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    The impact of humanitarian emergencies on adolescent boys: Findings from the Rohingya refugee crisis
    Harrison, S ; Chenhall, R ; Block, K ; Faiz Rashid, S ; Vaughan, C ; Parray, AA (Public Library of Science (PLoS), 2024)
    Adolescent boys (age 9–19) are impacted differently by humanitarian emergencies. However, academic research on adolescent health and child protection has tended to focus on the direct impacts of an emergency rather than indirect impacts that may arise after a crisis. We sought to identify child protection concerns affecting adolescent boys in emergency settings and boys who are more vulnerable to harm through a case study of the humanitarian response to the 2017 Rohingya refugee crisis. We collected data in the Rohingya refugee crisis in Cox’s Bazar, Bangladesh between 2018–2019. This included six months of participant observation, 23 semi-structured interviews and 12 informal ethnographic interviews with humanitarian staff working in the crisis, and 10 focus group discussions with a total of 52 child protection caseworkers from four child protection organisations. Our results showed that adolescent Rohingya boys were exposed to numerous protection concerns, including child labour, drug trafficking, substance abuse, family violence, and neglect. We classified these into three main typologies: community-related violence, income-related violence, and life-stage vulnerabilities. We found that adolescent boys who were unaccompanied or separated from their caregivers, adolescent boys who were members of vulnerable households, and adolescent boys with a disability were at more risk of harm. Our findings indicate that adolescent boys are exposed to an array of impactful child protection concerns in humanitarian emergencies and that this has implications for the delivery of public health and child protection interventions. We believe that humanitarian actors should improve recognition of the complexity of adolescent boys’ lives and their exposure to gender and age-based harm as a critical matter for addressing adolescent health equity.
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    The effect of informal caring on mental health among adolescents and young adults in Australia: a population-based longitudinal study
    Alfonzo, LF ; Disney, G ; Singh, A ; Simons, K ; King, T (ELSEVIER SCI LTD, 2024-01)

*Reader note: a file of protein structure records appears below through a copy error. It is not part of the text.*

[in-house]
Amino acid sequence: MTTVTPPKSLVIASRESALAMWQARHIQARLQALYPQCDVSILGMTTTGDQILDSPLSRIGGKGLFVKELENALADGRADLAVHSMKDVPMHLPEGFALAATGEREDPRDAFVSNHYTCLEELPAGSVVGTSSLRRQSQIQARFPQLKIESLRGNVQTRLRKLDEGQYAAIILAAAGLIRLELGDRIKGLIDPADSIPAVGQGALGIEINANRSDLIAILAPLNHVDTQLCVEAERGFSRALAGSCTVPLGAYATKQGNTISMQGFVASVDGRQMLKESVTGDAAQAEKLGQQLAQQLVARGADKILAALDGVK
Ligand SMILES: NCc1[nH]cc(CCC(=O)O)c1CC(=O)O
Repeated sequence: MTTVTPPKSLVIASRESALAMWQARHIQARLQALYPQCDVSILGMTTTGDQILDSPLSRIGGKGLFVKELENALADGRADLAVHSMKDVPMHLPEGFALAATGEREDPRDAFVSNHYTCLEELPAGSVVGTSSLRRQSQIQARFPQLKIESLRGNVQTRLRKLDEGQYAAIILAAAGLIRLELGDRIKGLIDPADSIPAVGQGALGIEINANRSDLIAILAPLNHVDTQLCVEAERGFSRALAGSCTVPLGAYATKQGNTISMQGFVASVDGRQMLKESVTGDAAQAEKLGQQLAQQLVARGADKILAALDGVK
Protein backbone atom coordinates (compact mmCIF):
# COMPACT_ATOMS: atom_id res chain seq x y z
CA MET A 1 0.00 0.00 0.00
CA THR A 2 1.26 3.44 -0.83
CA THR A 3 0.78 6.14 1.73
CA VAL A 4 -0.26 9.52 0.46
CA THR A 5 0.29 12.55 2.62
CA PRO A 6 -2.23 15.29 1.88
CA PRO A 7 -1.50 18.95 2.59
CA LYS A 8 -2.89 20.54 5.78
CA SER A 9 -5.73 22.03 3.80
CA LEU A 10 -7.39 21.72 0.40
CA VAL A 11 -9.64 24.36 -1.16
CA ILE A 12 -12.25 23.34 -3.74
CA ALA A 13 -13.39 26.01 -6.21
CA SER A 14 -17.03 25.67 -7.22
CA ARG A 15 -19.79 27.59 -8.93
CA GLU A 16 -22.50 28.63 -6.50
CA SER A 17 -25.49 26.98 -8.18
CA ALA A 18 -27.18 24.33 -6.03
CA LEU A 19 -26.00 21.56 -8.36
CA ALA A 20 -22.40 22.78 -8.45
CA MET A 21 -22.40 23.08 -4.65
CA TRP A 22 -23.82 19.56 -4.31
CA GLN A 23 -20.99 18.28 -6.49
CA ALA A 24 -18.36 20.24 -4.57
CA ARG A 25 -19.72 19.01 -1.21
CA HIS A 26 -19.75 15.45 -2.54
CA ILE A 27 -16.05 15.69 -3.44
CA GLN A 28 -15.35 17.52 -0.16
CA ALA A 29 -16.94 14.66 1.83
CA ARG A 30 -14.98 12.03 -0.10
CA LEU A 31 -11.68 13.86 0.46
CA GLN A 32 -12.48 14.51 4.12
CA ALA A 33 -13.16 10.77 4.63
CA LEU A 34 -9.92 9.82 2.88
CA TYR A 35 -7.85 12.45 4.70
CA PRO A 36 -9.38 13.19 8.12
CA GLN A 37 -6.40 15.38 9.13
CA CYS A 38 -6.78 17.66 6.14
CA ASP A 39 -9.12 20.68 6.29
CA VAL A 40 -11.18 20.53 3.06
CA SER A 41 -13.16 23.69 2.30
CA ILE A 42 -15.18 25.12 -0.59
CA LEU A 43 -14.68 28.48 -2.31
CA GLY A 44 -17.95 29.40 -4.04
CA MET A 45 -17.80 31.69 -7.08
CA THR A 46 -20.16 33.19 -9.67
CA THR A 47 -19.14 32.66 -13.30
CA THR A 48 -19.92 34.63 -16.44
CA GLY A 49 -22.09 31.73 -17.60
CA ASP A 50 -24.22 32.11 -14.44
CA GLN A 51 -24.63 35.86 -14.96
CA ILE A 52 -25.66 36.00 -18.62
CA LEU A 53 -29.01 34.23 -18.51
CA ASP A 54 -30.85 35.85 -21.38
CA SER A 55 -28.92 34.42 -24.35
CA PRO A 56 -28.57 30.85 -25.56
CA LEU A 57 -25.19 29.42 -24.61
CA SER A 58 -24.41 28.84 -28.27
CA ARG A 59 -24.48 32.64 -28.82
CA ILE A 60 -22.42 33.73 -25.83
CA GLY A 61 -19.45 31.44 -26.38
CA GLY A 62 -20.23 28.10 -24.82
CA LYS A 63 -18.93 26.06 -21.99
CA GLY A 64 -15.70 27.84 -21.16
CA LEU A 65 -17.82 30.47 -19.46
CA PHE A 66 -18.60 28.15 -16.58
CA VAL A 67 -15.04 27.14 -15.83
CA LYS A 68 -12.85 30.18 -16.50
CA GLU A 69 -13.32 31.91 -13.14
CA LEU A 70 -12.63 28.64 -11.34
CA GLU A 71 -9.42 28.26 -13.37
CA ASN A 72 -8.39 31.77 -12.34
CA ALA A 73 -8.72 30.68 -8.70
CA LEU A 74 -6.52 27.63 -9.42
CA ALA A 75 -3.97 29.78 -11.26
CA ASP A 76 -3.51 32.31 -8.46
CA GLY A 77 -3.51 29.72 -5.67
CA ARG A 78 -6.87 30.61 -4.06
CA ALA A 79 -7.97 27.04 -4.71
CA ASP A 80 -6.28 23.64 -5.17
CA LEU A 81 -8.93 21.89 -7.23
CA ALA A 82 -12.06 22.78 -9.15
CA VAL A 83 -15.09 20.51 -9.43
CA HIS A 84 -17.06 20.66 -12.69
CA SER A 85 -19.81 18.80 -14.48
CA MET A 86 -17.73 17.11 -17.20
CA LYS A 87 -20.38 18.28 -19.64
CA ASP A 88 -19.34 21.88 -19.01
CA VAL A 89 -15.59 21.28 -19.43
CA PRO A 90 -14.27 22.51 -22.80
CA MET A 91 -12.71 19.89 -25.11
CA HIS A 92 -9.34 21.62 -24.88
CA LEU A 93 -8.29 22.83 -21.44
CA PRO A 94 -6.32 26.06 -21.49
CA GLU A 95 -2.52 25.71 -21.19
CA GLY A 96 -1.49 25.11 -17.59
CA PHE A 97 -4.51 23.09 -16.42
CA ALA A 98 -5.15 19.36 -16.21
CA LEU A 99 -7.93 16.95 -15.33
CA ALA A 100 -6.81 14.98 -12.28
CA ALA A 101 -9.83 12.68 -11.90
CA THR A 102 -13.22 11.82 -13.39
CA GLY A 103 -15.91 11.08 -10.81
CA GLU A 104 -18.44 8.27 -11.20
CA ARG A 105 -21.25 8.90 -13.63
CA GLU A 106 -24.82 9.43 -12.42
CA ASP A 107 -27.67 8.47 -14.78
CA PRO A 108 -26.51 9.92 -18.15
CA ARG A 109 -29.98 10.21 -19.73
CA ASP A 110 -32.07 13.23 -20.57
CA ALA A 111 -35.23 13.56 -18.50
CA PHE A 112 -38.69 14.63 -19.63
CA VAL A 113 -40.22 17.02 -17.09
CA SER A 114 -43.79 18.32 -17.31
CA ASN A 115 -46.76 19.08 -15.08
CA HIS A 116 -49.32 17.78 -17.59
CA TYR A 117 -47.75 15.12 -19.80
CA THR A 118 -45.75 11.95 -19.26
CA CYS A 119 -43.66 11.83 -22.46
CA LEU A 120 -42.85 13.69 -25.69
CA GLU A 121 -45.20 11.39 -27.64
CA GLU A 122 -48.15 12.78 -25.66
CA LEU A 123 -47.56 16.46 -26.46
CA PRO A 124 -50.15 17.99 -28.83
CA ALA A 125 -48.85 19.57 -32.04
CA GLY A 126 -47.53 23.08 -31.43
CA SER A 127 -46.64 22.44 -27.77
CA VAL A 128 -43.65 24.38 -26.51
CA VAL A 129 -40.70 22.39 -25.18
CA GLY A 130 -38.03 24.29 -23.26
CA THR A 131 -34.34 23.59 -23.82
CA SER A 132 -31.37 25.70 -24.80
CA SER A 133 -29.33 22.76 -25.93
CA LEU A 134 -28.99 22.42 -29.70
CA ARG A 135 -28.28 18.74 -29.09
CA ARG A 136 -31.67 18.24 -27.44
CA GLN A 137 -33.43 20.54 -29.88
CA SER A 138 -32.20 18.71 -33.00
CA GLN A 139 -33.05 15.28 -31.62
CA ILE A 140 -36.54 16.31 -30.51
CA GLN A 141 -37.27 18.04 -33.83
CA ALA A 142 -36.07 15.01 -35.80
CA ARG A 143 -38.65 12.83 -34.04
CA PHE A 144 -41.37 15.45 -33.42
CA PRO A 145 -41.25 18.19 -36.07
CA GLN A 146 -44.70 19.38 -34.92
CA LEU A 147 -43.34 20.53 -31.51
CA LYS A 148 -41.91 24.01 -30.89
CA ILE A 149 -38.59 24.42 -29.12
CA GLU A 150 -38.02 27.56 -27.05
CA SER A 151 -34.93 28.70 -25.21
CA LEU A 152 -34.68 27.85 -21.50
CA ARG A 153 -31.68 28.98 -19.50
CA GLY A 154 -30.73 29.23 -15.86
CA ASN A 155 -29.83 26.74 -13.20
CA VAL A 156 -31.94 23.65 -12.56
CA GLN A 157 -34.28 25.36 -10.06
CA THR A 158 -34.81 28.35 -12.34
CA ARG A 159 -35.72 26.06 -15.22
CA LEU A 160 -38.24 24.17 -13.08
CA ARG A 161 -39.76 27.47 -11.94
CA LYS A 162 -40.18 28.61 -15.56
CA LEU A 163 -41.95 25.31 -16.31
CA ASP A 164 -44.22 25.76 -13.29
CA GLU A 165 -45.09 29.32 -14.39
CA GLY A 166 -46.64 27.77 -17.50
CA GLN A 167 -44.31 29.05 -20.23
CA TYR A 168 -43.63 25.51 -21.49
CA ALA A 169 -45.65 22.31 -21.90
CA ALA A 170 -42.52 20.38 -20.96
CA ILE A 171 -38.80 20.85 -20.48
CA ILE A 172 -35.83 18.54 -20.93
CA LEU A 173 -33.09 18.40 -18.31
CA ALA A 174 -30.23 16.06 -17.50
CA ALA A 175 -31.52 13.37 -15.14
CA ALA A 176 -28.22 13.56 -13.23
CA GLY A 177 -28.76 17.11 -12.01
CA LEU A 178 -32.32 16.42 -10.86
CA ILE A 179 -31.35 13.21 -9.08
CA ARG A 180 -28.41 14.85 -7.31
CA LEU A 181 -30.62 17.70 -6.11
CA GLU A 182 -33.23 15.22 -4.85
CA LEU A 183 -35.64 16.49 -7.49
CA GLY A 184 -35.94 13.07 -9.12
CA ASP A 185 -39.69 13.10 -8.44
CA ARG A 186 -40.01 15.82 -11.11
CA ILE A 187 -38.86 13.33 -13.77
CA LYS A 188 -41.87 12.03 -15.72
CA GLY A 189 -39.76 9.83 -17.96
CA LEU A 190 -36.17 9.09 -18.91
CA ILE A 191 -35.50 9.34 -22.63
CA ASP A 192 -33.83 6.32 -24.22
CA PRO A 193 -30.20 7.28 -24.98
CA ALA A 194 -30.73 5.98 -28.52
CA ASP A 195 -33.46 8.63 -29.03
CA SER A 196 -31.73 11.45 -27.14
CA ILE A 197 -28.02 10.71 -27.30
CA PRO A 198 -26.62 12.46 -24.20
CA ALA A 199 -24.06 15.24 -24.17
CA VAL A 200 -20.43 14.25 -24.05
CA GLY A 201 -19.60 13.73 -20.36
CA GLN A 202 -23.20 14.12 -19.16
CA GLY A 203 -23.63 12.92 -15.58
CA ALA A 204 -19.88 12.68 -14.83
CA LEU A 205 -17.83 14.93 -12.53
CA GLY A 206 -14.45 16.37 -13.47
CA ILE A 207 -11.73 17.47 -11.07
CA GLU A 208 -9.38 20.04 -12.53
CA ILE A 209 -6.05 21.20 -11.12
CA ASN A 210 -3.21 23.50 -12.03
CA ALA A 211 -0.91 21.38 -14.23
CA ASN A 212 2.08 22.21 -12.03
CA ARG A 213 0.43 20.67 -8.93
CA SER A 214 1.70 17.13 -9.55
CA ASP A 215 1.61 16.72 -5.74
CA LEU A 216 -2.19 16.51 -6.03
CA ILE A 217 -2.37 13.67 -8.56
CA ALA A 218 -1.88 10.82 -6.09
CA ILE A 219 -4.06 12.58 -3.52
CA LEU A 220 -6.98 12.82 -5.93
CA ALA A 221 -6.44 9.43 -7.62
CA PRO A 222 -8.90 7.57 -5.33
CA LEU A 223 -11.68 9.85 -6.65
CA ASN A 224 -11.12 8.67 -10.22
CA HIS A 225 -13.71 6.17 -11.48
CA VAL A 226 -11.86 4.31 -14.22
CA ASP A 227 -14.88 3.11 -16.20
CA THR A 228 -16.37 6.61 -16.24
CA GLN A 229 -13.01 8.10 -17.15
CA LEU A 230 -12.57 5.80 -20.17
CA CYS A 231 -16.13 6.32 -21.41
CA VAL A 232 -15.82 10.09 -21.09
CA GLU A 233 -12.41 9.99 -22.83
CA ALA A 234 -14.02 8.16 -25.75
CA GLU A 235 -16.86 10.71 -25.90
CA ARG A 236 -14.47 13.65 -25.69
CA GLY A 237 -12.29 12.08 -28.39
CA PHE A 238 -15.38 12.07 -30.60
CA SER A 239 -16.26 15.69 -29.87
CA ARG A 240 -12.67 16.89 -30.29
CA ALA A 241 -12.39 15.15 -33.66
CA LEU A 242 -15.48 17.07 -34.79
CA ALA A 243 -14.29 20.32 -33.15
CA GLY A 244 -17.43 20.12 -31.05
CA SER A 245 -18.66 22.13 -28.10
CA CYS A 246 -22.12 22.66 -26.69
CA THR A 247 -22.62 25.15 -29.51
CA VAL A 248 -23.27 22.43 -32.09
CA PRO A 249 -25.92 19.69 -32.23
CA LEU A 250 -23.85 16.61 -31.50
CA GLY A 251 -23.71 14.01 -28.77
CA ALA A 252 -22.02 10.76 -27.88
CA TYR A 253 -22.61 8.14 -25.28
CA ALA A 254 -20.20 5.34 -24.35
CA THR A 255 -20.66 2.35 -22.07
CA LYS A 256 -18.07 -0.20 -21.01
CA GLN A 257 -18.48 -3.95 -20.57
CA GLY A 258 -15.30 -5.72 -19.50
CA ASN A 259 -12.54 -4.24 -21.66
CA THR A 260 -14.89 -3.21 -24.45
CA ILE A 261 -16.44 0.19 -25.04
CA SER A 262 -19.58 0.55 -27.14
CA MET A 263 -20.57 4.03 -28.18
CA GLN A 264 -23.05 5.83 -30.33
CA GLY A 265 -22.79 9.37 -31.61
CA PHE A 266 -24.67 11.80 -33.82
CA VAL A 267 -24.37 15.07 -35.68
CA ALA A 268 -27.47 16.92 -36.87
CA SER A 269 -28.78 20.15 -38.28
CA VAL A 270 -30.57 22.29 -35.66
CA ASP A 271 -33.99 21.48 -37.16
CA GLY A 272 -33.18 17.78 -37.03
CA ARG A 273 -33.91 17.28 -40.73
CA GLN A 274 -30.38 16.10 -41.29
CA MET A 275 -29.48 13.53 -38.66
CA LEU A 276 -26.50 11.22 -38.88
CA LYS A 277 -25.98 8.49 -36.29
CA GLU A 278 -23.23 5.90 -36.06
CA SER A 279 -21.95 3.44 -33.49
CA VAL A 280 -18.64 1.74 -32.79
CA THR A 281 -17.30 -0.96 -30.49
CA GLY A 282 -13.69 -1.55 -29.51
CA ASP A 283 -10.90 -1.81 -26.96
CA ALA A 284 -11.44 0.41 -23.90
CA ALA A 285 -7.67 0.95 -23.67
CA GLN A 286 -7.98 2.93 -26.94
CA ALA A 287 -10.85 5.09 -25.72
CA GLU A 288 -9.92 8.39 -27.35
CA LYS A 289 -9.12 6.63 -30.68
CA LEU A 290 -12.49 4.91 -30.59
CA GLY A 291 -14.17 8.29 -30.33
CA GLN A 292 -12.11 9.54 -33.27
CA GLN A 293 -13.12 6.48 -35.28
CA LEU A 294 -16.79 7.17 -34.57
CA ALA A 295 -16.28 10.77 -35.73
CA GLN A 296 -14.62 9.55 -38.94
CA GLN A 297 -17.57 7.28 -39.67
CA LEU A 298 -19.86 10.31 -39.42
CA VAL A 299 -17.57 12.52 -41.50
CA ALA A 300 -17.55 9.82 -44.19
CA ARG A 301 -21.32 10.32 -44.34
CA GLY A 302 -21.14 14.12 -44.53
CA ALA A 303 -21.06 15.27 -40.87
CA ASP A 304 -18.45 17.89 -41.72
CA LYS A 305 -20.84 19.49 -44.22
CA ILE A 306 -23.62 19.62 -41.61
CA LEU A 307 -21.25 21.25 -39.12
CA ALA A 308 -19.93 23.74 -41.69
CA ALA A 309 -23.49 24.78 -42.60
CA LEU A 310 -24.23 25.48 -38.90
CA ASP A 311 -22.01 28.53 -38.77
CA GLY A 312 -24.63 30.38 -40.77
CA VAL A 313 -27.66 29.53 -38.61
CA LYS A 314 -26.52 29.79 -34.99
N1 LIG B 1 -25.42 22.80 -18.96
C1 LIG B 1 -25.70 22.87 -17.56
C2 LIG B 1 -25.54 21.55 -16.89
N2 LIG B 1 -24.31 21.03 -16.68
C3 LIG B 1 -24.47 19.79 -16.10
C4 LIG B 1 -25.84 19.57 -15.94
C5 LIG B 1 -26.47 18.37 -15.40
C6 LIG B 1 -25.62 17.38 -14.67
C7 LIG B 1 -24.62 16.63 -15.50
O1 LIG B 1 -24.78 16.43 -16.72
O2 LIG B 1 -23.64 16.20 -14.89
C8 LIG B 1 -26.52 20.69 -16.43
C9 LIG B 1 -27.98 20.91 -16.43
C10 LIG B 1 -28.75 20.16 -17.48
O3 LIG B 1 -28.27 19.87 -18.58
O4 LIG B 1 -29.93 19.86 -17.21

BACKGROUND: Young carers are people aged up to 25 years who provide unpaid care to a relative or a friend living with a long-term condition or a disability. Providing informal care is associated with poor mental health. Longitudinal evidence on this relationship among young people is scarce. To address this gap, we assessed the mental health of people aged 15-25 years when providing informal care compared with when not providing informal care. METHODS: We conducted a population-based longitudinal study using 20 years of data between 2001 and 2020 from the Household Income and Labour Dynamics in Australia (HILDA) survey. We included observations of participants aged 15-25 years with at least two observations across 20 waves of HILDA. Informal care was categorised as 0 h per week, 1-19 h per week, and 20 or more h per week. Mental health was measured using the Mental Health Inventory (MHI-5) from the 36-Item Short Form Survey (SF-36). Multivariate linear fixed-effects regression models were fitted to assess within-person changes in mental health when providing different levels of informal care. FINDINGS: Of 44 663 people with 410 658 observations who participated in HILDA waves 1 to 20, 32 726 were excluded with 351 445 observations. 11 937 young people (with 59 213 observations) were deemed eligible for this study and, of these, 8996 participants with 43 231 observations were included in the complete case analytical sample. When caring for 1-19 h per week, young carers had an MHI-5 score of -1·98 points (95% CI -3·06 to -0·89) compared with when caring for 0 h per week. Mental health was worse when caring for 20 or more h per week, with participants displaying an MHI-5 score of -3·47 points (95% CI -6·02 to -0·92) compared with when caring for 0 h per week. Our findings were consistent across sensitivity tests. INTERPRETATION: Our findings suggest potential mental health effects of informal care in young people, particularly when providing an intense amount of caregiving. Reducing young caring loads could be a possible avenue for intervention. FUNDING: Melbourne Disability Institute Scholarship, University of Melbourne Research Training Program Scholarship, Australian Research Council Discovery Early Career Researcher Award, National Health and Medical Research Council of Australia funded Centre of Research Excellence in Disability and Health.